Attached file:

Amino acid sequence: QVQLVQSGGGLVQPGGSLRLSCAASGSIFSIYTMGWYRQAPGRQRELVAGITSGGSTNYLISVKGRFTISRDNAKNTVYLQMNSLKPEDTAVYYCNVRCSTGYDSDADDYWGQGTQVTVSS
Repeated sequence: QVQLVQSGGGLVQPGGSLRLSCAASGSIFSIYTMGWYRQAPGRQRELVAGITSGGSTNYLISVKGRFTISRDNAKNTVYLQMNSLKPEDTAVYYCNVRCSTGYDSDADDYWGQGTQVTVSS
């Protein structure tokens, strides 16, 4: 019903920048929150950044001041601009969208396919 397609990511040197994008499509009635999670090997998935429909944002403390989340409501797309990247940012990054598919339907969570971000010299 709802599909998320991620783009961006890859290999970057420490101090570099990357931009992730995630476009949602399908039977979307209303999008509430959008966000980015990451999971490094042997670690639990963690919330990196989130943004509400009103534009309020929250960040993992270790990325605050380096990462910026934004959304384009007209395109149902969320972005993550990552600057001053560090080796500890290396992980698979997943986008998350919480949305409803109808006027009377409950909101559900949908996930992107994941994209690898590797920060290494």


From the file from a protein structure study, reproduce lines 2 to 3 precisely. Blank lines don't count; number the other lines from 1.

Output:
Repeated sequence: QVQLVQSGGGLVQPGGSLRLSCAASGSIFSIYTMGWYRQAPGRQRELVAGITSGGSTNYLISVKGRFTISRDNAKNTVYLQMNSLKPEDTAVYYCNVRCSTGYDSDADDYWGQGTQVTVSS
């Protein structure tokens, strides 16, 4: 019903920048929150950044001041601009969208396919 397609990511040197994008499509009635999670090997998935429909944002403390989340409501797309990247940012990054598919339907969570971000010299 709802599909998320991620783009961006890859290999970057420490101090570099990357931009992730995630476009949602399908039977979307209303999008509430959008966000980015990451999971490094042997670690639990963690919330990196989130943004509400009103534009309020929250960040993992270790990325605050380096990462910026934004959304384009007209395109149902969320972005993550990552600057001053560090080796500890290396992980698979997943986008998350919480949305409803109808006027009377409950909101559900949908996930992107994941994209690898590797920060290494």